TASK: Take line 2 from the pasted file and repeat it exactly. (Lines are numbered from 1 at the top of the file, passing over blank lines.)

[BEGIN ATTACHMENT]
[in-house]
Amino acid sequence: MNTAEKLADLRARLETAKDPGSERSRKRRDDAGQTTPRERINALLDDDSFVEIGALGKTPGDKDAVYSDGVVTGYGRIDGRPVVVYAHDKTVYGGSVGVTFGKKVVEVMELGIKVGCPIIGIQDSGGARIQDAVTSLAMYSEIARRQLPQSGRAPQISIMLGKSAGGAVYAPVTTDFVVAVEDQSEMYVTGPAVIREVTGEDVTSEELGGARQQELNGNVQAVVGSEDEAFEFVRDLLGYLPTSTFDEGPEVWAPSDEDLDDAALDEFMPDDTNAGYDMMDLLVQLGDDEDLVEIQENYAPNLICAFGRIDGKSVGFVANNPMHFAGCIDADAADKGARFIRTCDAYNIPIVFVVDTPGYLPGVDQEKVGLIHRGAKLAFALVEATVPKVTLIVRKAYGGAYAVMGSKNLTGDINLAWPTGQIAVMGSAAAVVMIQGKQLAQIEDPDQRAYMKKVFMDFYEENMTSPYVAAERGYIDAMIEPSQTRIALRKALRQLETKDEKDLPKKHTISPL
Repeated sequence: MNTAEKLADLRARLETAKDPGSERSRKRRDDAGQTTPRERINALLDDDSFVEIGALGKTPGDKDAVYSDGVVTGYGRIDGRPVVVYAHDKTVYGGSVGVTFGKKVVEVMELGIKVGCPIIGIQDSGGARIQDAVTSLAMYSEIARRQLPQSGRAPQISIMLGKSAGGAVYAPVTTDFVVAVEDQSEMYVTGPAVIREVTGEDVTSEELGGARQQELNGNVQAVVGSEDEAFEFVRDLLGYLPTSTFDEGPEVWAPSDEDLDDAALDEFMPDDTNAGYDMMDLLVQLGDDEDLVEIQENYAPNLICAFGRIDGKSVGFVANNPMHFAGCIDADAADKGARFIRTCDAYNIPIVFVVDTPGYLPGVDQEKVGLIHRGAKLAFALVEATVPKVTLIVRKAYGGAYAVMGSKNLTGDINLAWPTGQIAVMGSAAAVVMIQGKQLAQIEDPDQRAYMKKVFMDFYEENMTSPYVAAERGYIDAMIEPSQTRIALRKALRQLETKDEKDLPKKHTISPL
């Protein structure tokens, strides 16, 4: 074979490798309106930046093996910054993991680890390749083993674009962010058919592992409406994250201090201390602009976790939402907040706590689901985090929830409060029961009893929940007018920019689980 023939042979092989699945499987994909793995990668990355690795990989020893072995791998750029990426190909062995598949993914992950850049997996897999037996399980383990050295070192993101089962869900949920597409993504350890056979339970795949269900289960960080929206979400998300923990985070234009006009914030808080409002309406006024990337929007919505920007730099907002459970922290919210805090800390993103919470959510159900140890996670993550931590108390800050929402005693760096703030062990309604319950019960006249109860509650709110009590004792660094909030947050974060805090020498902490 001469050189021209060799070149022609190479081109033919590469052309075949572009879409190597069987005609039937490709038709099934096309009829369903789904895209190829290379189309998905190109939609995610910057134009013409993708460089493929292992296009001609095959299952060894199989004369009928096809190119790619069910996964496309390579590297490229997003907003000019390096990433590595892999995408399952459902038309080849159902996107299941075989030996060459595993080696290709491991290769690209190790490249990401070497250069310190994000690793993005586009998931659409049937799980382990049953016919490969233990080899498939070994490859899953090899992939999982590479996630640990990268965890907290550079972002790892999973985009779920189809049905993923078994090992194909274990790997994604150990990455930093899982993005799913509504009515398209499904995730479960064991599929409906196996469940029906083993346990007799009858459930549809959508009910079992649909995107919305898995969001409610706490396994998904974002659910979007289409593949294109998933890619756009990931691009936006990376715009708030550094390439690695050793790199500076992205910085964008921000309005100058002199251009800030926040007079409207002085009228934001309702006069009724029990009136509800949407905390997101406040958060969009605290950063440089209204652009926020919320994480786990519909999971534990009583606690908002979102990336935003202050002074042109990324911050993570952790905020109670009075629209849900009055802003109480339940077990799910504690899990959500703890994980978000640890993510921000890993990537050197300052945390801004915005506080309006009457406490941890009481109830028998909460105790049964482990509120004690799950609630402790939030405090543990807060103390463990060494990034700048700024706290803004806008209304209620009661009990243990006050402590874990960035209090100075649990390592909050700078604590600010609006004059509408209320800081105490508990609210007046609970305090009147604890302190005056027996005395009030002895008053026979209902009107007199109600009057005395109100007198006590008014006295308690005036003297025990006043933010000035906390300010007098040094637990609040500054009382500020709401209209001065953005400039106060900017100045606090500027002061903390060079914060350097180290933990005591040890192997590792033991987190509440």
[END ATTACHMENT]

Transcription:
Amino acid sequence: MNTAEKLADLRARLETAKDPGSERSRKRRDDAGQTTPRERINALLDDDSFVEIGALGKTPGDKDAVYSDGVVTGYGRIDGRPVVVYAHDKTVYGGSVGVTFGKKVVEVMELGIKVGCPIIGIQDSGGARIQDAVTSLAMYSEIARRQLPQSGRAPQISIMLGKSAGGAVYAPVTTDFVVAVEDQSEMYVTGPAVIREVTGEDVTSEELGGARQQELNGNVQAVVGSEDEAFEFVRDLLGYLPTSTFDEGPEVWAPSDEDLDDAALDEFMPDDTNAGYDMMDLLVQLGDDEDLVEIQENYAPNLICAFGRIDGKSVGFVANNPMHFAGCIDADAADKGARFIRTCDAYNIPIVFVVDTPGYLPGVDQEKVGLIHRGAKLAFALVEATVPKVTLIVRKAYGGAYAVMGSKNLTGDINLAWPTGQIAVMGSAAAVVMIQGKQLAQIEDPDQRAYMKKVFMDFYEENMTSPYVAAERGYIDAMIEPSQTRIALRKALRQLETKDEKDLPKKHTISPL